Lady Gaga

When a Verse and Chorus Are In Different Keys

Having the verse and chorus in different keys is not rare if you consider the number of songs where the verse is mainly in minor, and then the chorus switches to the relative major.

Sometimes the minor-major relationship is a different one, like Lady Gaga’s “Paparazzi” (Stefani Germanotta, Rob Fusari), which has a verse in C minor, switching to a chorus in Ab major. But the idea is the same: minor moving to major.


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I want to focus, however, on songs with a verse that moves from a major key to another not-so-closely related key for the chorus. A song like “Penny Lane” (Lennon & McCartney), with a verse in B major and a chorus moving down to A major. How do you get something like that to work?

Songs in which the chorus jumps immediately to a new key are not very common, and they require considerable experimentation to get them to work. So here’s a simple step-by-step that will help you create your own.

There are lots of ways to do this, but this method below makes the assumption that both your verse and chorus are going to use a short, strong chord progression. In effect, what you’ll be doing is making up a progression that will work for your verse, and then transpose it to a new key and replicate it for the chorus.

  1. Create a simple chord progression for your verse. Since most of the time a verse progression will work by repeating it several times before getting to the chorus, this can be short, something like: I  IV  I  V (C  F  C  G).
  2. Transpose the progression up to a different key. This will take some experimenting until you find something you like, but here are a couple of possibilities you might like:
    1. Eb  Ab  Eb  Bb
    2. G  C  G  D
  3. Think about how to make a smooth transition from verse key to chorus key. Let’s say you’ve chosen Eb as the chorus progression (Eb  Ab  Eb  Bb). Your verse progression will end on a G chord. You’ve got some options here. One is to do an abrupt modulation, which means you’ll simply jump directly into the new key, and I quite like that one. That would give you something like this: C  F  C  G||Eb  Ab  Eb  Bb… But you can also modify the final chord of your verse progression to give you something that will move into Eb major with a bit less of a bump. So changing the final G to Bb gives you a dominant chord of Eb, which will always make for a smooth transition: C  F  C  Bb||Eb  Ab  Eb  Bb…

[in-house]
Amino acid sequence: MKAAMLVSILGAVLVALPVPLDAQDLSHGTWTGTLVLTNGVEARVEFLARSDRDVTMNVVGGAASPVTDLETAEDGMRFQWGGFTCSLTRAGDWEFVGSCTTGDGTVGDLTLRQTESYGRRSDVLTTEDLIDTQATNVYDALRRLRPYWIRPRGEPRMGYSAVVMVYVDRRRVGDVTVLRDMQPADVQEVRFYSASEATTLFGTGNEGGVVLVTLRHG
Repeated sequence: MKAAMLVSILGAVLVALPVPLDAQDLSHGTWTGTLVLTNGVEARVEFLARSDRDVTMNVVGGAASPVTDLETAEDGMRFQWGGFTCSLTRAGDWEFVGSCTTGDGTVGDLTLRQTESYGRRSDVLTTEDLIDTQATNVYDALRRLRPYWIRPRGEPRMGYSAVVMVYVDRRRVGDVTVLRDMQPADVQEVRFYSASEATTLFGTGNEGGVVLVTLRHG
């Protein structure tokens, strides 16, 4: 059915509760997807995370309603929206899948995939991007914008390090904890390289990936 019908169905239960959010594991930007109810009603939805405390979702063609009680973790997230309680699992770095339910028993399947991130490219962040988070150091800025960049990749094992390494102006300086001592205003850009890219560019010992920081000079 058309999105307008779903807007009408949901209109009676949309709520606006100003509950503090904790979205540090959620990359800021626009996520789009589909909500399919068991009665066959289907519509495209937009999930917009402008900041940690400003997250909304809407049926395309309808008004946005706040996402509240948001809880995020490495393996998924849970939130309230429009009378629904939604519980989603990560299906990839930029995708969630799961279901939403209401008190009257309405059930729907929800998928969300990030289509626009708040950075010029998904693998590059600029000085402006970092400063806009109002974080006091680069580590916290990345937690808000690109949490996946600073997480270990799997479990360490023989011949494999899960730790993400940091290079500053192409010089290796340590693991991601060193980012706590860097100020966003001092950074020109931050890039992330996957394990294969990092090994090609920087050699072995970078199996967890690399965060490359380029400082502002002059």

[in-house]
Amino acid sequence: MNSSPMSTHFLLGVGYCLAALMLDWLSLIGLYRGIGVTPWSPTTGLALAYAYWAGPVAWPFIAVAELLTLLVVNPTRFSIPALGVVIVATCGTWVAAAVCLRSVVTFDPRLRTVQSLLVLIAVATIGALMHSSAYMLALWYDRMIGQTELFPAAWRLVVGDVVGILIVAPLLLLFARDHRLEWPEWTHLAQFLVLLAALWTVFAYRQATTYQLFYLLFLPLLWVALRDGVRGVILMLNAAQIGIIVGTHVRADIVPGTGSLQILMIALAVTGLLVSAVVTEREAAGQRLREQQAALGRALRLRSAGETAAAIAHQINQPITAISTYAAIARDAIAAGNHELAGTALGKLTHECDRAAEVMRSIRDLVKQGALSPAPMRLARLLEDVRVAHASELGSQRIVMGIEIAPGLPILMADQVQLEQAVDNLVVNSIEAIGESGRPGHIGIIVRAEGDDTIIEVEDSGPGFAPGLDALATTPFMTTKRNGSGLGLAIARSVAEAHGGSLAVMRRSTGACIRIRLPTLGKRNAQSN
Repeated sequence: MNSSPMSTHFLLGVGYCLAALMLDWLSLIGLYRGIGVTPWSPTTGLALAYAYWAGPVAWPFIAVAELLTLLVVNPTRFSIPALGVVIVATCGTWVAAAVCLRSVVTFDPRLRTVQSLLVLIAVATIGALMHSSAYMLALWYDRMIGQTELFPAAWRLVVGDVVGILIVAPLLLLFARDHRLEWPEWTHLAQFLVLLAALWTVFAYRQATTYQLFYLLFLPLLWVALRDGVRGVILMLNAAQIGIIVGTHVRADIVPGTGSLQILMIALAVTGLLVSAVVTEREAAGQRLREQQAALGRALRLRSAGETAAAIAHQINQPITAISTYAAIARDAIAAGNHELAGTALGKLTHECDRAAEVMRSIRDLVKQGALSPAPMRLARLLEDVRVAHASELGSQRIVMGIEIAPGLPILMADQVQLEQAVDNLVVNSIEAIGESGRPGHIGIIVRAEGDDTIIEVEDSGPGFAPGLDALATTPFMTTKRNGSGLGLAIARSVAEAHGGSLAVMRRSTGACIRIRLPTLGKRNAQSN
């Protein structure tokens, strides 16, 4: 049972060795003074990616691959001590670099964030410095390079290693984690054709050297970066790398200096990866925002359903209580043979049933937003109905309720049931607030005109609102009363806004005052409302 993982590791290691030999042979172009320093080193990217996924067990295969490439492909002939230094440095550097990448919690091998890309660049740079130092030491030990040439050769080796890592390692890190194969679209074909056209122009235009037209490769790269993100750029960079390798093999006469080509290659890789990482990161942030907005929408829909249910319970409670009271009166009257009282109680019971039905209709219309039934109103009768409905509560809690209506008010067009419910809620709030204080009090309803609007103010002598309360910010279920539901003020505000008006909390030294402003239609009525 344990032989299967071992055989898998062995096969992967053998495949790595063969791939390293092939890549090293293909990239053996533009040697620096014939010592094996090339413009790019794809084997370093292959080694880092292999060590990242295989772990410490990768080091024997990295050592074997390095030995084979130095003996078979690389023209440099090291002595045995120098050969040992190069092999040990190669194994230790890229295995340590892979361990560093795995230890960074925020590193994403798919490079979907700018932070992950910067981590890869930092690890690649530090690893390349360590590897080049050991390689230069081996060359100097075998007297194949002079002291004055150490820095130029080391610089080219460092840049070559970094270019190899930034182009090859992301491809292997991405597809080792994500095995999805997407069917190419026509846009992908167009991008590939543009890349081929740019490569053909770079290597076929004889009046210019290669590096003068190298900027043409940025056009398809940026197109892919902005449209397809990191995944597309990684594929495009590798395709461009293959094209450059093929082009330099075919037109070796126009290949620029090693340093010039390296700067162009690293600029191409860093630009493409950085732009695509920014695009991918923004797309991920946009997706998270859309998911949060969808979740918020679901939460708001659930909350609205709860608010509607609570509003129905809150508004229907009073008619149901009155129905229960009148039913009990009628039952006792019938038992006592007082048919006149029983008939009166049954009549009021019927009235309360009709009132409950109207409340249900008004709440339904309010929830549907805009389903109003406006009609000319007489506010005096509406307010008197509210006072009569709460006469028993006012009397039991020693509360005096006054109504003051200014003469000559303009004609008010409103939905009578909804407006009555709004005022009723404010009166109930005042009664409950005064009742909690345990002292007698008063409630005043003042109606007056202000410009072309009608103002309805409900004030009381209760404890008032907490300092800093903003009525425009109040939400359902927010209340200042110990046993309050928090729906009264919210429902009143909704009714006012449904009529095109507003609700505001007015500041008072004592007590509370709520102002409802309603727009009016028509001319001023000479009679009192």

4. Think about how to make a smooth transition from the end of your chorus back to the original key (for your next verse). An abrupt transition might work here as well (Eb  Ab  Eb  Bb||C  F  C  G…), but you can change that final Bb chord to a G, which will make the switch back to C major easier. (Eb  Ab  Eb  G||C  F  C  G…)

Why would you ever think of changing key like this at all? The main strength of this technique is that it sounds like you’ve added a level of complexity to your chords, when in fact all the progressions are very simple ones. Changing key just makes it sound complex, and you’ve got the benefit of keeping all your progressions short and tonally strong.


Gary EwerWritten by Gary Ewer. Follow Gary on Twitter.

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